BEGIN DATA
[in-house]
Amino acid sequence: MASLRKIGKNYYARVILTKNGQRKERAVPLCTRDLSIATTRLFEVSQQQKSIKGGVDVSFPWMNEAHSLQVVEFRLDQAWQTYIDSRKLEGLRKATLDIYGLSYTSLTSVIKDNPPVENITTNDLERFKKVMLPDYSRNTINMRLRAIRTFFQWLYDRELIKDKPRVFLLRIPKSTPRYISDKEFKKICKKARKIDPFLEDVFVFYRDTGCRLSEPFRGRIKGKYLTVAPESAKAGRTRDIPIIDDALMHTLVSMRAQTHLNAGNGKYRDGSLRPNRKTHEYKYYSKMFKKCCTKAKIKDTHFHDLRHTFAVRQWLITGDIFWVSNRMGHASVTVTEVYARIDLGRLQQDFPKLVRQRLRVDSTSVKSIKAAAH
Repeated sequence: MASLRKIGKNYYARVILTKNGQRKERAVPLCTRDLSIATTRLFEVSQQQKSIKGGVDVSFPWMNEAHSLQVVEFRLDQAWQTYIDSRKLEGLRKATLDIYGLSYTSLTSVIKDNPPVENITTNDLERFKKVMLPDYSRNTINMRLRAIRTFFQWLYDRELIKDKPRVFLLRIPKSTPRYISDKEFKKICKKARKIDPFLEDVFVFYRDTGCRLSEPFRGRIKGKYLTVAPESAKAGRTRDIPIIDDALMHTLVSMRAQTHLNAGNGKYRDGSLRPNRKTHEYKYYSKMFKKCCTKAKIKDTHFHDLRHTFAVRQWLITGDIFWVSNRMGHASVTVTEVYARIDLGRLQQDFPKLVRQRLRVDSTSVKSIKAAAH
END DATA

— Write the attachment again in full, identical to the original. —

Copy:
[in-house]
Amino acid sequence: MASLRKIGKNYYARVILTKNGQRKERAVPLCTRDLSIATTRLFEVSQQQKSIKGGVDVSFPWMNEAHSLQVVEFRLDQAWQTYIDSRKLEGLRKATLDIYGLSYTSLTSVIKDNPPVENITTNDLERFKKVMLPDYSRNTINMRLRAIRTFFQWLYDRELIKDKPRVFLLRIPKSTPRYISDKEFKKICKKARKIDPFLEDVFVFYRDTGCRLSEPFRGRIKGKYLTVAPESAKAGRTRDIPIIDDALMHTLVSMRAQTHLNAGNGKYRDGSLRPNRKTHEYKYYSKMFKKCCTKAKIKDTHFHDLRHTFAVRQWLITGDIFWVSNRMGHASVTVTEVYARIDLGRLQQDFPKLVRQRLRVDSTSVKSIKAAAH
Repeated sequence: MASLRKIGKNYYARVILTKNGQRKERAVPLCTRDLSIATTRLFEVSQQQKSIKGGVDVSFPWMNEAHSLQVVEFRLDQAWQTYIDSRKLEGLRKATLDIYGLSYTSLTSVIKDNPPVENITTNDLERFKKVMLPDYSRNTINMRLRAIRTFFQWLYDRELIKDKPRVFLLRIPKSTPRYISDKEFKKICKKARKIDPFLEDVFVFYRDTGCRLSEPFRGRIKGKYLTVAPESAKAGRTRDIPIIDDALMHTLVSMRAQTHLNAGNGKYRDGSLRPNRKTHEYKYYSKMFKKCCTKAKIKDTHFHDLRHTFAVRQWLITGDIFWVSNRMGHASVTVTEVYARIDLGRLQQDFPKLVRQRLRVDSTSVKSIKAAAH